1. India-US defence ties closest ever: US Defence Secretary Ashton Carter

India-US defence ties closest ever: US Defence Secretary Ashton Carter

Days ahead of his visit to India, US Defence Secretary Ashton Carter today said that the defence relationship between the world's two largest democracies has never been as close it is now.

By: | Washington | Published: December 4, 2016 11:16 AM
Carter, who would be in India next week, said this in his address to the Regan National Defence Forum in Simi Valley, California. (Source: Reuters)

Days ahead of his visit to India, US Defence Secretary Ashton Carter today said that the defence relationship between the world’s two largest democracies has never been as close it is now. “The US-India defence relationship is the closest it’s ever been. Through our strategic handshake – with America reaching west in the rebalance, and India reaching east in what Prime Minister Narendra Modi calls his Act East policy – our two nations are exercising together by air, land, and sea like never before,” Carter said.

Carter, who would be in India next week, said this in his address to the Regan National Defence Forum in Simi Valley, California.

The outgoing US defence secretary’s last overseas trip includes Japan, India, Israel, Bahrain, Italy and the UK.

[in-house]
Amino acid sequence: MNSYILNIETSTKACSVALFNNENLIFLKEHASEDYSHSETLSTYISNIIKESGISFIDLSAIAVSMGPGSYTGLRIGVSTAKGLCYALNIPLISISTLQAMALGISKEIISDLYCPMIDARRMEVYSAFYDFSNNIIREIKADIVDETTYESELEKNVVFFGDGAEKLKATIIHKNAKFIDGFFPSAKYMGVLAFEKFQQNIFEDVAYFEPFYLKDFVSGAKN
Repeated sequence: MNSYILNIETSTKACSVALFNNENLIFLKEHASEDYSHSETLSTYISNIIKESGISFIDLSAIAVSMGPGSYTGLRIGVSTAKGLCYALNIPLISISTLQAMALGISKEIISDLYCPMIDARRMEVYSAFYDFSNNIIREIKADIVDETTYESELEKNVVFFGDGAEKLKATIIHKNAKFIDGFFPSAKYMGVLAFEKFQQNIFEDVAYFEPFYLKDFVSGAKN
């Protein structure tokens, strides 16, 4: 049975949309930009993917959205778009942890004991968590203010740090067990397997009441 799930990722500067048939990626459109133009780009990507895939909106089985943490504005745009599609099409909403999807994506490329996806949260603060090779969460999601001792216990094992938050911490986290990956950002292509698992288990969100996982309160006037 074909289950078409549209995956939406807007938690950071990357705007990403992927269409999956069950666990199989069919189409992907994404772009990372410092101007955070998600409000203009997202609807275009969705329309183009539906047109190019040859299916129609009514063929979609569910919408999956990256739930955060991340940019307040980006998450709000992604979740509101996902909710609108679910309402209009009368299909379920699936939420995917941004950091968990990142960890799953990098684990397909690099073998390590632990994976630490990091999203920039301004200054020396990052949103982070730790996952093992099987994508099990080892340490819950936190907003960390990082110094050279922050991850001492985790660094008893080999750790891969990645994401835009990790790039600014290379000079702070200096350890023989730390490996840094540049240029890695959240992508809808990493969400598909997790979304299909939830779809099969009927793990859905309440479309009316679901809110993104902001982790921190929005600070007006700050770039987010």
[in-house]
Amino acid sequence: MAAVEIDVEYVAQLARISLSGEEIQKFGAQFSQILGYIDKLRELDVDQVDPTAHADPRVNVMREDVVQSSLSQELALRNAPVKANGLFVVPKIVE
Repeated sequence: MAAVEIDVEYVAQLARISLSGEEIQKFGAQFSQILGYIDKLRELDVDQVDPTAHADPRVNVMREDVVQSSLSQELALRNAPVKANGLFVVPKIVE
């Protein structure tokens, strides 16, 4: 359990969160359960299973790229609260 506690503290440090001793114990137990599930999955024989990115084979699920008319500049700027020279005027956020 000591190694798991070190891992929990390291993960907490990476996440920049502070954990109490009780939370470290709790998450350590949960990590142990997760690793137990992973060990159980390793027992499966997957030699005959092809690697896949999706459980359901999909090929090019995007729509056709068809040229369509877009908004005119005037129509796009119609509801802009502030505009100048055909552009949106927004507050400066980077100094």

“We also have a technological handshake – as the US-India Defence Technology and Trade Initiative, or DTTI, grasps hands with Prime Minister Modi’s Make in India campaign – that’s helping our countries move toward more diverse co-development and co-production of weapons systems,” he said.

As he begins his last overseas tour from the Asia Pacific region, Carter reflected on the rebalance strategy of President Barack Obama.

“It will ensure DoD continues to help provide the security necessary for that consequential region – which is home to nearly half the global population and nearly half the global economy – to remain a place where everyone can rise and prosper for decades to come,” he said.

“That’s been American policy and practice since the end of World War II more than 70 years ago. Regardless of what else was going on at home or in other parts of the world – during Democratic and Republican administrations, in times of surplus and deficit, war and peace – the United States has remained economically, politically, and militarily engaged in the Asia-Pacific,” he said.

The US, he said, has long taken a principled and inclusive approach, and collaborated with a network of regional allies and partners to enable security and uphold important principles like resolving disputes peacefully; ensuring countries can make choices free from external coercion and intimidation; and preserving the freedom of overflight and navigation guaranteed by international law.

“Because we did so, out of the rubble of World War II, economic miracle after miracle has occurred. Think about it…first Japan, then Taiwan, South Korea, and Southeast Asia rose and prospered, and today, China and India are doing the same,” he said.

That progress has produced incredible changes in the region: populations are growing, education has improved, freedom and self-determination have spread, economies have grown more interconnected, and military spending and cooperation are growing, he added.

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